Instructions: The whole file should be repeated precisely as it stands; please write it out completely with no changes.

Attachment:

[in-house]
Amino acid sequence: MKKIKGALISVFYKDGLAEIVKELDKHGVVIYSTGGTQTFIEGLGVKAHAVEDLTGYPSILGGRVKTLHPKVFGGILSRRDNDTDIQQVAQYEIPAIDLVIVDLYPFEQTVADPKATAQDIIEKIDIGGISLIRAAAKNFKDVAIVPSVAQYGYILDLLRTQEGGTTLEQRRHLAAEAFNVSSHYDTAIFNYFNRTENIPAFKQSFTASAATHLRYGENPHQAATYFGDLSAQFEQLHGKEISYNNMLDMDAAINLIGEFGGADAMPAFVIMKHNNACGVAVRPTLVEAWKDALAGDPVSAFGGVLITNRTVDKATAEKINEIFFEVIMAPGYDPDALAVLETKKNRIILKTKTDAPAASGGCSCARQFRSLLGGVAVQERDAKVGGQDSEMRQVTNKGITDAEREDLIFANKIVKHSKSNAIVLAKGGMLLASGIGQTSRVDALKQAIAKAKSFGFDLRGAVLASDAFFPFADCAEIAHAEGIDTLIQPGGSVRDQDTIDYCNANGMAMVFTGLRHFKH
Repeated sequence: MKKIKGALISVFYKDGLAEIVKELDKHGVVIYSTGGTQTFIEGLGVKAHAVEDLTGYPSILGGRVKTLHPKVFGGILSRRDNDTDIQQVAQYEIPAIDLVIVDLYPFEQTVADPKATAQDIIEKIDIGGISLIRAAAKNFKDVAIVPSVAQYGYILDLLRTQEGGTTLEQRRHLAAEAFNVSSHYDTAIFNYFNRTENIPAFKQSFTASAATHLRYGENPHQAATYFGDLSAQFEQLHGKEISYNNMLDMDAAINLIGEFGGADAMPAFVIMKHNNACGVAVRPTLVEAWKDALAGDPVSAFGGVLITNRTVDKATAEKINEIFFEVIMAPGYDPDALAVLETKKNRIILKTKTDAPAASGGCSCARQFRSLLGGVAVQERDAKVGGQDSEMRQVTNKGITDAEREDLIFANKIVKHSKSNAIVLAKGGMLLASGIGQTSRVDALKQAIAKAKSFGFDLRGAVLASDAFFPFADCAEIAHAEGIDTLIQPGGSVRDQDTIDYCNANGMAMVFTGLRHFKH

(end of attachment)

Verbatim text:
[in-house]
Amino acid sequence: MKKIKGALISVFYKDGLAEIVKELDKHGVVIYSTGGTQTFIEGLGVKAHAVEDLTGYPSILGGRVKTLHPKVFGGILSRRDNDTDIQQVAQYEIPAIDLVIVDLYPFEQTVADPKATAQDIIEKIDIGGISLIRAAAKNFKDVAIVPSVAQYGYILDLLRTQEGGTTLEQRRHLAAEAFNVSSHYDTAIFNYFNRTENIPAFKQSFTASAATHLRYGENPHQAATYFGDLSAQFEQLHGKEISYNNMLDMDAAINLIGEFGGADAMPAFVIMKHNNACGVAVRPTLVEAWKDALAGDPVSAFGGVLITNRTVDKATAEKINEIFFEVIMAPGYDPDALAVLETKKNRIILKTKTDAPAASGGCSCARQFRSLLGGVAVQERDAKVGGQDSEMRQVTNKGITDAEREDLIFANKIVKHSKSNAIVLAKGGMLLASGIGQTSRVDALKQAIAKAKSFGFDLRGAVLASDAFFPFADCAEIAHAEGIDTLIQPGGSVRDQDTIDYCNANGMAMVFTGLRHFKH
Repeated sequence: MKKIKGALISVFYKDGLAEIVKELDKHGVVIYSTGGTQTFIEGLGVKAHAVEDLTGYPSILGGRVKTLHPKVFGGILSRRDNDTDIQQVAQYEIPAIDLVIVDLYPFEQTVADPKATAQDIIEKIDIGGISLIRAAAKNFKDVAIVPSVAQYGYILDLLRTQEGGTTLEQRRHLAAEAFNVSSHYDTAIFNYFNRTENIPAFKQSFTASAATHLRYGENPHQAATYFGDLSAQFEQLHGKEISYNNMLDMDAAINLIGEFGGADAMPAFVIMKHNNACGVAVRPTLVEAWKDALAGDPVSAFGGVLITNRTVDKATAEKINEIFFEVIMAPGYDPDALAVLETKKNRIILKTKTDAPAASGGCSCARQFRSLLGGVAVQERDAKVGGQDSEMRQVTNKGITDAEREDLIFANKIVKHSKSNAIVLAKGGMLLASGIGQTSRVDALKQAIAKAKSFGFDLRGAVLASDAFFPFADCAEIAHAEGIDTLIQPGGSVRDQDTIDYCNANGMAMVFTGLRHFKH